However, as the demand increased, it led to the unethical treatment of civet cats and the rampant rise of fraudulent Kopi Luwak beans in the market.

Tony later regretted introducing it to the mainstream and called it “overpriced, industrialized, cruel – and frequently inauthentic.”

Who Invented Kopi Luwak Coffee?

During the Dutch colonization of Java and Sumatra in the 1800s, locals were prohibited from picking coffee fruits. However, they ingeniously learned that Civets consumed the fruits and excreted undigested seeds. Collecting, cleaning, and roasting these unique seeds, they created their special coffee.

Where Is the Kopi Luwak Coffee From?

Kopi Luwak is mainly produced in Sumatra, Java, and Bali islands in Indonesia and some neighboring Southeast Asian countries like the Philippines, Vietnam, and Thailand.

Is Kopi Luwak Coffee Clean and Safe To Drink?

Yes, the washing and roasting process effectively removes any chaff and bacteria from the Kopi Luwak beans, ensuring they are safe for consumption.

Is Kopi Luwak Coffee Safe for The Animals?

No, modern Kopi Luwak coffee beans are mostly sourced from civet cat farms where the poor animal is caged in tight spaces and is forced fed only coffee cherries.

Is kopi luwak coffee safe for the animals

Though civets eat coffee beans, it’s not their only diet source which also includes insects and other fruits. Due to insufficient nutrients and poor hygienic conditions, the civet cats live a miserable life and die prematurely.

Many companies have been accused of greenwashing their products and mislabeling them as ethically sourced, even though they aren’t. In 2013, a BBC undercover investigation found out that coffee sourced from caged Luwaks held in cruel conditions was falsely marketed as wild luwak coffee.

Since it’s hard to find a company that ethically sources this coffee, the experts at PETA strongly suggest against buying Kopi Luwak coffee.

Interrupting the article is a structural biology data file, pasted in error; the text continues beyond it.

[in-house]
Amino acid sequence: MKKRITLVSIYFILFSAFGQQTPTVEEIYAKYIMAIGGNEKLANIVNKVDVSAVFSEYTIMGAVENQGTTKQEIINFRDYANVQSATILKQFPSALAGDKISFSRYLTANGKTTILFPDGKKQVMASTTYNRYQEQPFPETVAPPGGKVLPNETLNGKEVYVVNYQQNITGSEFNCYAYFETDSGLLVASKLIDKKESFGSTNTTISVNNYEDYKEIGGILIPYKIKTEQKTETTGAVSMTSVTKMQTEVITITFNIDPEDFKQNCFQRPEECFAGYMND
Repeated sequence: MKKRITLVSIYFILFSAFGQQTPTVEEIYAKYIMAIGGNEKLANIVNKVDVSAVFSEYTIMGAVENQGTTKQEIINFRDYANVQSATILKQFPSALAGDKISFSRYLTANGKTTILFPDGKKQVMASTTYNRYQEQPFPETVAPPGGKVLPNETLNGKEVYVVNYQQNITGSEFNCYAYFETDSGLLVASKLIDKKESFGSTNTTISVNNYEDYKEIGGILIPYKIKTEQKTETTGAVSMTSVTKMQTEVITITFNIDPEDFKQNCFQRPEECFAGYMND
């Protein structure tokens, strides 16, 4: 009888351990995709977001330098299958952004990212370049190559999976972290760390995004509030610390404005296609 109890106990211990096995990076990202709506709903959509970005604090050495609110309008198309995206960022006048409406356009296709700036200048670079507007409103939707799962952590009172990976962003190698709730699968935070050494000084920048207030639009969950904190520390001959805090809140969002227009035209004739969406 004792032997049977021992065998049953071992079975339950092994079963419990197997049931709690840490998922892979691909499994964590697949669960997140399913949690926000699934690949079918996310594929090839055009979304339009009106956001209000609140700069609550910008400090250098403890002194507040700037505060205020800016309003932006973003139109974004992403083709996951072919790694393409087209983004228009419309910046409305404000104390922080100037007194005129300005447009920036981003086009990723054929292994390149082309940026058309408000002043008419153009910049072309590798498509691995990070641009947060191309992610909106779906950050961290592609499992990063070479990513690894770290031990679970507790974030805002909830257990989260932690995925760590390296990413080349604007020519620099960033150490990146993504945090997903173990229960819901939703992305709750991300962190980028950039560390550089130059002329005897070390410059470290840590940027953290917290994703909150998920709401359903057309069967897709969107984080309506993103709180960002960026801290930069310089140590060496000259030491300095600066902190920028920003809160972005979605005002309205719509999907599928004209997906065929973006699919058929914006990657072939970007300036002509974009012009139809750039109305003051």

But hey, don’t lose hope! You can still get your hands on Kopi Luwak from brands that source their coffee from certified Rainforest Alliance and UTZ suppliers, as these two organizations make sure that the coffee isn’t from inhumane civet cat farms.

How Much Does Kopi Luwak Coffee Cost?

Kopi Luwak holds a Guinness world record for the most expensive coffee. It costs $100-$1300 per kilogram, depending on the type and quality. In the US, a cup of Kopi Luwak can cost anywhere between $30-$100; in Europe, a cup costs £30- £80 euros, which is crazy.

Why Is Kopi Luwak Coffee So Expensive?

Kopi Luwak is expensive because it’s rare. In 2014 the estimated yield was only 127 kg per year. Since then, unethical caged farming has really picked the production, and now 500 tons are produced annually. However, this supply is still not enough to meet the demand, and prices remain high.

How to make luwak coffee

How to make Kopi luwak coffee?

Kopi Luwak isn’t a type of coffee but a name of specialized coffee beans from Indonesia harvested from the Asian palm civet cat’s scat which sounds disgusting, but after going through proper treatment, it’s perfectly safe to enjoy. If you want to enjoy this specialty coffee, here are the steps you can take.

  • Find the Real Deal: Before you even think of brewing Kopi Luwak, there is the issue of finding real authentic coffee beans. You need to be careful of tons of fake and mislabeled kopi luwak circulating in the market. Find a supplier who is credible and certified so that you get an authentic taste.
  • Coffee Grind: We will use the drip coffee method to brew Kopi Luwak beans, and for that, we are using the classic Hario V60 dripper and decanter. You can use any method you want. It doesn’t matter.
  • Take 18g of beans and set the grind size to course. It will help extract the flavor properly. Heat 300ml of water just short of boiling temperature.
  • Put filter paper in the V60 dripper and rinse it with little water to remove any residual taste.
  • Blooming Phase: Place the V60 dripper on the drip decanter. Next, pour in the grounded kopi luwak beans and make a little well in the middle, as it will play a big part in the bloom phase.